H.J. McCloskey wrote a journal article in 1968 called “On Being an Atheist” which denounced the existence of the Intelligent Designer. He uses different tactics to try and prove that there could not be a God. McCloskey shows that his argument for atheism is not sound as the evidence he proves in his article can be combatted with well-thought responses provided by philosophers and Christians in order to show there is the possibility God exists.
To illustrate the weak points in McCloskey’s article, I will start with his use of “proofs”. McCloskey uses “proofs” in his arguments when combating against whether God is real. He believes since it cannot be proved that God exists that anything that cannot be proven is invalid and should be omitted (On Being an Atheist, 1968). Dr. Mark Foreman says when arguing if something is true, do not use “proofs” as no matter what nothing can be proved including God (Foreman, 2012). Nothing can be positively proved throughout the universe, so the method of proving is invalid. For example, I cannot prove without a doubt that I am truly sitting, but that does not mean that I nor the chair do not exist. There still is the possibility that I exist and so does the chair, just as there is the possibility that God exists as well. McCloskey should be careful using “proofs” in order to establish a case that God does not exist as other methods can be brought to light as to whether they can be accurately proven to be real.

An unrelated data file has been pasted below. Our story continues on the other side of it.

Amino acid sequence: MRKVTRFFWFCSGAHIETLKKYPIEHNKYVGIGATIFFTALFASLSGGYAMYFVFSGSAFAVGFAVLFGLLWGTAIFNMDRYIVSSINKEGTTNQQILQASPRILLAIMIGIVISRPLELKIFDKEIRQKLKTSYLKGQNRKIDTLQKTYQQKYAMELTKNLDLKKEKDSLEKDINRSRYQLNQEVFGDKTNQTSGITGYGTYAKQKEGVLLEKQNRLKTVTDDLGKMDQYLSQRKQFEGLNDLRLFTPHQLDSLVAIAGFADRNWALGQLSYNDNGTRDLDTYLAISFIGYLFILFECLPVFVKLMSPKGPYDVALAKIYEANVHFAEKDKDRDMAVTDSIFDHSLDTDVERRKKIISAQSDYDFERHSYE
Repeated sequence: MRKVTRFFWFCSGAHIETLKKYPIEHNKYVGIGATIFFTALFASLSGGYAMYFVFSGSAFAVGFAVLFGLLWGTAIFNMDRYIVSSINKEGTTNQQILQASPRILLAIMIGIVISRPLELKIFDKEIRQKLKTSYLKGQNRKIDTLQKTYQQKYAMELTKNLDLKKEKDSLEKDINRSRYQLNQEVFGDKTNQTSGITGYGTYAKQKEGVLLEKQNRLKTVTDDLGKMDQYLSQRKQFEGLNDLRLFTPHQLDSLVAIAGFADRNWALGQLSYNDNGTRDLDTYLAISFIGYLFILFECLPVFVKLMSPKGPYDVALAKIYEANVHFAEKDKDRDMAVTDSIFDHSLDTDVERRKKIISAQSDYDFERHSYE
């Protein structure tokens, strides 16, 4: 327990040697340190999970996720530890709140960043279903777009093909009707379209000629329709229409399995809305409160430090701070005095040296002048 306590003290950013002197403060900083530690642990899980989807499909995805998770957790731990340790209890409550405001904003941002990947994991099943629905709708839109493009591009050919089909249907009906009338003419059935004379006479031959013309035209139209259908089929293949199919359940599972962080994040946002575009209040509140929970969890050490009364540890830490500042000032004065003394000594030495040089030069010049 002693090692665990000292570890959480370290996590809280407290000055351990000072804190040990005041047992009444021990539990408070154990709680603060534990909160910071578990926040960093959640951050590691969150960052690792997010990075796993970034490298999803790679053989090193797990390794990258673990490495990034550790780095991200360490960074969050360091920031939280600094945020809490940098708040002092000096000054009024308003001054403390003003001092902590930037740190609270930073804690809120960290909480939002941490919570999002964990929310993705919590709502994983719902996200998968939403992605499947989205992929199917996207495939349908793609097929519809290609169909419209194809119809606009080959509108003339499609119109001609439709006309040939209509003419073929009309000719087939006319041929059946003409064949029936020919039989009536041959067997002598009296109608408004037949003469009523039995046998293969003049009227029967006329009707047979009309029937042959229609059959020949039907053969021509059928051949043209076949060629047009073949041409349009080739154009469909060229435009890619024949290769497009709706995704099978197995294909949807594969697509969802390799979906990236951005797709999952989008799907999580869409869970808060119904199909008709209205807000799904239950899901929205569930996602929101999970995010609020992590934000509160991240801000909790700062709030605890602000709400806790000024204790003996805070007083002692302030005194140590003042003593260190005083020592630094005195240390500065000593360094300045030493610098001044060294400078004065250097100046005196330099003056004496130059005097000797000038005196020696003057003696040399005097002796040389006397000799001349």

Additionally, McCloskey claims that since the universe exists that there cannot be a being who created it (On Being an Atheist, 1968, p. 51). C. Stephen Evans and R. Zachary Manis in Philosophy of Religion: Thinking About Faith suggest, when discussing the non-temporal form of the cosmological argument, that that God is necessary in order for the universe to be created as it gives a cause. In order for contingent beings to exist, there must be a necessary being as there has to be an ultimate cause for a contingent being’s existence (Evans & Manis, 2009, pp. loc. 654-680). Evans and Manis bring a strong argument against McCloskey’s claim to further that McCloskey’s points are weak and not well-thought through to make a strong stance for atheism.
Subsequently, Evans and Manis continue to show an opposite side to McCloskey's statement which he says that the argument does not claim that the cause is all-powerful and all-perfect as the most this could entitle is that the cause of the universe is simply powerful and imperfect enough to create the universe (On Being an Atheist, 1968, p. 51). Evans and Manis state that the argument at its simplest form shows a necessary being has to exist in order for the cause to create the world (Evans & Manis, 2009, pp. loc. 762-766). This alone opens up the door for people to ask questions about God which is opposite from what McCloskey feels will happen.
Furthermore, McCloskey goes on to write “to get the proof going, genuine indisputable examples of design and purpose are...